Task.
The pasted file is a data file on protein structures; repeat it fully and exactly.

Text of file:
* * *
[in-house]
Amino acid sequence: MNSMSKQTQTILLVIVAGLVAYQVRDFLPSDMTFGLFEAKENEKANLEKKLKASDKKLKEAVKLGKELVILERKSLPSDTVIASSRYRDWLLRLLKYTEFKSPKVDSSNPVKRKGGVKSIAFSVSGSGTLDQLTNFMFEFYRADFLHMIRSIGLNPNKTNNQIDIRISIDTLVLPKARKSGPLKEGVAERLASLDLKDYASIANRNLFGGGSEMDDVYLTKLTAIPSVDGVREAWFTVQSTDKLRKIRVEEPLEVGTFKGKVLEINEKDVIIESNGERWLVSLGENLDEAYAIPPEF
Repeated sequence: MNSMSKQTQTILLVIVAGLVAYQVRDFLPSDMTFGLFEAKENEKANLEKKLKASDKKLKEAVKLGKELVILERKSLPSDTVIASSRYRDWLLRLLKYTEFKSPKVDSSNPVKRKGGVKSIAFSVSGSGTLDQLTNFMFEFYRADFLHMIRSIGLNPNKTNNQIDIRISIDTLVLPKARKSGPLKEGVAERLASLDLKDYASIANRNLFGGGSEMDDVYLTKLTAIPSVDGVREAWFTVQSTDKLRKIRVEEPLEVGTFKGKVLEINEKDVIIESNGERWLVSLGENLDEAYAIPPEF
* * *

[in-house]
Amino acid sequence: MNSMSKQTQTILLVIVAGLVAYQVRDFLPSDMTFGLFEAKENEKANLEKKLKASDKKLKEAVKLGKELVILERKSLPSDTVIASSRYRDWLLRLLKYTEFKSPKVDSSNPVKRKGGVKSIAFSVSGSGTLDQLTNFMFEFYRADFLHMIRSIGLNPNKTNNQIDIRISIDTLVLPKARKSGPLKEGVAERLASLDLKDYASIANRNLFGGGSEMDDVYLTKLTAIPSVDGVREAWFTVQSTDKLRKIRVEEPLEVGTFKGKVLEINEKDVIIESNGERWLVSLGENLDEAYAIPPEF
Repeated sequence: MNSMSKQTQTILLVIVAGLVAYQVRDFLPSDMTFGLFEAKENEKANLEKKLKASDKKLKEAVKLGKELVILERKSLPSDTVIASSRYRDWLLRLLKYTEFKSPKVDSSNPVKRKGGVKSIAFSVSGSGTLDQLTNFMFEFYRADFLHMIRSIGLNPNKTNNQIDIRISIDTLVLPKARKSGPLKEGVAERLASLDLKDYASIANRNLFGGGSEMDDVYLTKLTAIPSVDGVREAWFTVQSTDKLRKIRVEEPLEVGTFKGKVLEINEKDVIIESNGERWLVSLGENLDEAYAIPPEF